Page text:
October 31, 2016
United Russia: Party of Crooks and Thieves, and Then Some
By Ilya Yashin
United Russia emerged shortly before the 1999 parliamentary elections. It was then a political movement called Unity, and Russian oligarchs actively supported it from the start. Unity won a majority of seats in the State Duma in the 1999 elections, and in 2001, the movement was converted into a party and changed its name to United Russia.
Meanwhile, Putin was gradually consolidating his power in the country, and United Russia became a key element of the new system. Relying upon a media monopoly, the use of administrative resources, and financial support from oligarchs, United Russia gradually gained control over the entire legislative branch and all levels of government, from the federal to the municipal.
In particular, United Russia members played an increasingly noticeable role in the national government; almost all governors and heads of the national republics became United Russia members. “The United Russia party has become a consolidating force that guarantees political stability,” Putin has said.
However, not many Russian citizens share the president’s opinion. According to a poll conducted by the Levada Center in 2013, more than half of all Russians considered United Russia to be a party of crooks and thieves, and 62 percent of the population believed that Putin’s subordinates were only interested in strengthening their personal authority and financial benefits.
Russians’ attitude toward the ruling party is hardly surprising. Over the years of a de facto political monopoly, many top United Russia representatives have been involved in widely publicized criminal cases. With ever-increasing frequency, State Duma members, senators, governors, and mayors representing the ruling party have been imprisoned on charges of corruption and bribery, and even of masterminding murders.
In the 1990s, criminal organizations either opposed the state or bribed its representatives. However, the turn of the twenty-first century was marked by a new trend: organized crime groups began penetrating government structures through United Russia. Thugs from the 1990s traded their leather jackets and gold chains for business suits and party membership cards and soon they too were occupying government offices. Criminal elements essentially began using the structure of the country’s main political party as a means of upward social mobility; it allowed them to integrate into the government system and to gain access to resources.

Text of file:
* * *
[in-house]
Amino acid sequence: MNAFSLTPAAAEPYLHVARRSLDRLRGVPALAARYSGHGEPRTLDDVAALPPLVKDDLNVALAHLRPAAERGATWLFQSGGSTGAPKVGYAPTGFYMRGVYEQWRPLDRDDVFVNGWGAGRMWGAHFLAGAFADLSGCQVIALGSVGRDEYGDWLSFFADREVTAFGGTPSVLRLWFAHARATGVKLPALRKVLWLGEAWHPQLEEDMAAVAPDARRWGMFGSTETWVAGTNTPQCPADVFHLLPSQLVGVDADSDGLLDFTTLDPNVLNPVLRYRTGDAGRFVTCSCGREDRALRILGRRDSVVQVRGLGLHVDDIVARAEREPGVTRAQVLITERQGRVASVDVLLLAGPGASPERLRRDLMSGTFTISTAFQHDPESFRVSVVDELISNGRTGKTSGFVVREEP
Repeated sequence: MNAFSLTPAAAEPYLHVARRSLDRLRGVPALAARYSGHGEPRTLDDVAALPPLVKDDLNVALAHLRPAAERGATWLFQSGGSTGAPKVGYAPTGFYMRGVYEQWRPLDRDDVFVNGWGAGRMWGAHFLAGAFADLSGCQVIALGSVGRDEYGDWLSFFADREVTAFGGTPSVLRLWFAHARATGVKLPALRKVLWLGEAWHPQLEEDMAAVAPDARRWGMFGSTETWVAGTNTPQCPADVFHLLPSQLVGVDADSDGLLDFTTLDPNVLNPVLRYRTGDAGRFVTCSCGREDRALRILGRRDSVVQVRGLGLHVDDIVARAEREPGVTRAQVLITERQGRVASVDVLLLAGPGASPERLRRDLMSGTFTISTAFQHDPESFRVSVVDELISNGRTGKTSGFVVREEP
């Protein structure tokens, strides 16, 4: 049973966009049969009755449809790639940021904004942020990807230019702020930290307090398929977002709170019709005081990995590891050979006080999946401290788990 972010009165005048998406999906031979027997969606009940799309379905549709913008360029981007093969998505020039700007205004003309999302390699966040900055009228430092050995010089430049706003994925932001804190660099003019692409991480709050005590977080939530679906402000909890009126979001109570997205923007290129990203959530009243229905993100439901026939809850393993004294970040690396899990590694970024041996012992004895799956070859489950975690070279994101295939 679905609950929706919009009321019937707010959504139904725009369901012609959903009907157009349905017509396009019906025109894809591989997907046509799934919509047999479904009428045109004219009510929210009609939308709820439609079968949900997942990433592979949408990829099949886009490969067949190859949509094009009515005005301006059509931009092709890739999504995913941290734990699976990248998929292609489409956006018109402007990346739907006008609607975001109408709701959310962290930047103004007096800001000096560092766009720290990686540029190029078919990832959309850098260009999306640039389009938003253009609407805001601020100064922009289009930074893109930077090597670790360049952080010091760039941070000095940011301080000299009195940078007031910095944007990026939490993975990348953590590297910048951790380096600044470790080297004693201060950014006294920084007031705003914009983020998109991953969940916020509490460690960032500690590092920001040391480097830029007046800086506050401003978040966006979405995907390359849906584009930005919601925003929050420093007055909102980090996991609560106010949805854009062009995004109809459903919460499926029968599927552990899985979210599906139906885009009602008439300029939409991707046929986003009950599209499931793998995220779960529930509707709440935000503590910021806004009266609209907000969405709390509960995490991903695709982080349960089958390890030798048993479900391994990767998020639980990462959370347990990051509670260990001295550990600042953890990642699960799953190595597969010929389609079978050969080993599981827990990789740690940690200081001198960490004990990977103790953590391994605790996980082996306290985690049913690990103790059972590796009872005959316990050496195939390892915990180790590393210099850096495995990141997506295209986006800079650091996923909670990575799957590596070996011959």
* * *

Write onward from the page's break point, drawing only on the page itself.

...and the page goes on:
This process led to a dramatic increase in corruption and to wide-scale theft of the nation’s wealth. Criminal structures were establishing strict control over entire sectors of the Russian economy. Several regions were left completely at the mercy of organized crime groups acting under the protection of the United Russia party.
- In 2010, Vyacheslav Gaizer, a United Russia candidate, became governor of the Komi Republic. In 2015, the Investigative Committee of the Russian Federation arrested him on charges of running an organized crime group that had essentially taken over the region. The defining characteristics of Gaizer’s mafia clan are its ramified structure and its deep penetration of the country’s government system, both of which were made possible thanks to the support of the United Russia party.
- Putin appointed high-profile United Russia member Aleksandr Khoroshavin as governor of Sakhalin in 2007. The support of the Kremlin and the ruling party provided Khoroshavin with a sense of impunity and he gradually turned into minor royalty, with a corresponding standard of living. Khoroshavin remained in office until 2015 and enjoyed the support of Putin and Prime Minister Dmitri Medvedev, as well as of the United Russia party. In 2015, he was arrested on bribe-taking charges; after his arrest, it was discovered that he had set up a system of extortion and bribery on a vast scale.
- In 2004, United Russia supported Nikolai Denin’s candidacy for governor of the Bryansk region. During the elections, Denin represented not only the ruling party but also the region’s organized crime elements, and his victory strengthened the influence of organized crime in the region. Fraud schemes were common in the region under his rule. As a member of United Russia’s Supreme Council, Denin managed to avoid criminal liability for years. However, in 2014, he was placed under house arrest; the next year, he was sentenced to four years in prison.
United Russia’s leadership claims that criminal activity among the party’s representatives is a rare phenomenon. However, the number of criminal cases against United Russia officials who occupy government positions suggests the opposite. In fact, the geography of crime involving members of the ruling party covers the entire country, as well as every level of government. But although law enforcement bodies have achieved some success, they are generally unable to curb the corruption that has pervaded the entire country and in some cases has even reached the international arena.
The entire country is in the clutches of a venal system. In order to get access to the feeding trough of public funds, one must simply share one’s profits with those who offer protection from above. As a result, since United Russia’s rise to power, the party has established itself as a route to upward mobility for criminal elements. These criminals have adapted, and have managed to successfully integrate themselves into government bodies by using the party’s resources.
In supporting United Russia, Russian citizens are contributing to a corrupt system that poses a danger to the state itself.
Ilya Yashin is a Russian activist and liberal politician in Russia, and the deputy chairman of the People’s Freedom Party (PARNAS).